More Than 2,000 High School Students Spread Scrutiny On Chicago Gun Violence Murders Since 2016

Ariel Parrella-Aureli
September 16, 2019 - 12:19 pm

JOLIET, Ill. (WBBM NEWSRADIO) -- Thousands of hats perched on wooden sticks line a soccer field, stopping passersby, athletes, community members and coaches in Joliet to take in the scene.

The 2,400 hats were donated from 2,400 student high school students from 72 Chicago-area schools who delivered one winter hat and $1 each to bring attention to the same amount of murders during a high school career in four years, from 2016 to 2019.

The hat installation is sponsored by Buddy’s HELPERS and The PepsiCo Showdown Series, the largest high school sports series in the U.S. It focuses on partnering with different student athletes in the Chicago area to combine sports with social justice.

“We partnered with the PepsiCo Showdown Series to use the power of sport to drive continued awareness, education, engagement and impact around this crisis in Chicago,” said Joe Trost, Executive Director at Buddy’s HELPERS. “Just like professional franchises and players in our city, these student athletes want to make a difference on and off the field, too.” 

The 150-yard-long installation, at Inwood Complex at the Joliet Park District, is not just for awareness and to make a bold statement. The hats and donations will be given to Chicago homeless shelters on the South and West Sides and help children stay warm as winter approaches. A fat check will be part of a separate surprise delivery to a Chicago afterschool program on the South and West Sides, Trost said.

Throughout the next couple of days, he said Buddy’s HELPERS will keep the hats on the field for people to add to the collection and continue to donate.

Trost said that while some people may only see the sports aspect to events like this, the organization saw the chance to engage and educate with thousands of student athletes who have a chance to be future business and community leaders.

“It was a very powerful moment to see all the hats, because you knew they represented people of all ages — many innocent children, in some cases,” he said. “Now those hats will help enhance the lives of those in need and hopefully provide some warm comfort as fall and winter approaches.”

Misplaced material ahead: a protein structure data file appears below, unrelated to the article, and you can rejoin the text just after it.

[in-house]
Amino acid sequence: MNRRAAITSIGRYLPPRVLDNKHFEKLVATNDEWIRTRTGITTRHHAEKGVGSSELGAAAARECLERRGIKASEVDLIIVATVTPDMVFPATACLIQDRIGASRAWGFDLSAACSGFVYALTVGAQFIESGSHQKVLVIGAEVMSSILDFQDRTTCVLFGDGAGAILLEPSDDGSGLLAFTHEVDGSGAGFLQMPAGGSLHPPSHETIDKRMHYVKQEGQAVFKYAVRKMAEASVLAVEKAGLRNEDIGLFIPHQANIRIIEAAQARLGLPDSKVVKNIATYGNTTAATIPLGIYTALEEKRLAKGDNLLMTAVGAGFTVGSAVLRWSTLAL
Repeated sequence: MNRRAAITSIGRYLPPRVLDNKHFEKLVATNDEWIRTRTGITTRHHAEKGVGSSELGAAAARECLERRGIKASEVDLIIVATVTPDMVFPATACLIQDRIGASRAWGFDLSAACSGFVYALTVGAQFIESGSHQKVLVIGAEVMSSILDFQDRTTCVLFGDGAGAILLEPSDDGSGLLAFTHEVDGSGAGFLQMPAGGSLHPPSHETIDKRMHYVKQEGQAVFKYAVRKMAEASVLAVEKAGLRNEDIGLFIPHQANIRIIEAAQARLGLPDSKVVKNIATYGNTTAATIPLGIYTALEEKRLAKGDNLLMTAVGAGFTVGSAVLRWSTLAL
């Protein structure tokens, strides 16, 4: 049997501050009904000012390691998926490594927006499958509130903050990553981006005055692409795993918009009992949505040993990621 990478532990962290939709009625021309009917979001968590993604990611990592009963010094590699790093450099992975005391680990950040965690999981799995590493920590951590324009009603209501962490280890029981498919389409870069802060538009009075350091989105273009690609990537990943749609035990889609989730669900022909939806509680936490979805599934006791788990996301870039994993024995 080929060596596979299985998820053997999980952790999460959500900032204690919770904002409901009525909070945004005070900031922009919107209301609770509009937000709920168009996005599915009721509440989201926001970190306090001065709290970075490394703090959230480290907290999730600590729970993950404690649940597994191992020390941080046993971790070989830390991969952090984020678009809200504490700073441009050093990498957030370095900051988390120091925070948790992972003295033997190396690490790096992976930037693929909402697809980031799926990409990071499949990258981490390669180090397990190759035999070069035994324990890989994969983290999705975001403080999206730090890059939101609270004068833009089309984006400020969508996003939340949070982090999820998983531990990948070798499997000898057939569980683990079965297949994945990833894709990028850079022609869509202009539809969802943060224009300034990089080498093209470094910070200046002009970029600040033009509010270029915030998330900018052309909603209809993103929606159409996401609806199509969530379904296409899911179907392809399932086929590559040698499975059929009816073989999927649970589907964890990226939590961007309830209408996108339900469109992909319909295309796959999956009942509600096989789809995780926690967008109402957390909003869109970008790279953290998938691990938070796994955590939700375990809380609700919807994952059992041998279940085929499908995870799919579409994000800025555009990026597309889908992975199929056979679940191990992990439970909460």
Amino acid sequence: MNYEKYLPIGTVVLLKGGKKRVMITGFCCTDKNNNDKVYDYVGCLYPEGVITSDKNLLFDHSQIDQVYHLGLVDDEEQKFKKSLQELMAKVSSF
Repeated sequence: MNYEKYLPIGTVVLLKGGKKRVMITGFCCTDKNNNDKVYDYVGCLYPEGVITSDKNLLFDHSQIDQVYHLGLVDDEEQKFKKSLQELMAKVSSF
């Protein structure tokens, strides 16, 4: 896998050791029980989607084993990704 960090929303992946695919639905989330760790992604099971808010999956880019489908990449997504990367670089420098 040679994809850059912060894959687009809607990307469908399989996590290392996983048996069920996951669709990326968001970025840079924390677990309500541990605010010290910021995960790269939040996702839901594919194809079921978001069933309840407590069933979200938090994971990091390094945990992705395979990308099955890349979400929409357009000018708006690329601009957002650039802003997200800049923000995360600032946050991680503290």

Angel Arismendiz, a senior at Washington High School in Chicago, was one of the soccer athletes who donated a hat and a dollar. He will attend Valparaiso University next year and play soccer. 

He said bringing awareness to Chicago’s gun violence is bigger than any game he has played and is an issue that can unite all students, no matter their background or education.

“We were brought together by this sport and the PepsiCo Showdown to make a difference,” Arismendiz said. “This issue is much bigger than any game we’ve ever played in. To know that 2,400 people have been murdered since I’ve been in high school, it’s just sad to know that many people have died in such a short amount of time.”

The staggering murder rate, which is according to Chicago Police and Chicago Tribune’s data, represents more than the total enrollment at high schools throughout the Chicagoland area, Trost said.

However, police note that murder rates are lower than they were in 2016. According to Chicago Police data, murders and shootings are at a four-year low through the first seven months of 2019, with 286 homicides this year, per the Chicago Sun-Times.

The 43 murders and 231 shootings reported in July alone were also the lowest for the month since 2016, and down from 64 murders and 264 shootings last year, police said.

But even though the murders may be declining, messages about gun violence through art, sports and other social justice efforts are omnipresent and can be espeically impactful for the next generation and those mentoring them.

Sseeing the visual statement with hats lining the soccer field was a powerful image for West Chicago boys soccer coach Jose Villa said.

“I’m a visual learner and seeing that makes it more powerful than hearing the numbers all the time on the news,” Villa said. “I know some of the boys also see that and are able to see a visual representation and then it sinks in differently. This also goes to show what kids can accomplish by working together to achieve a goal and sending this message.”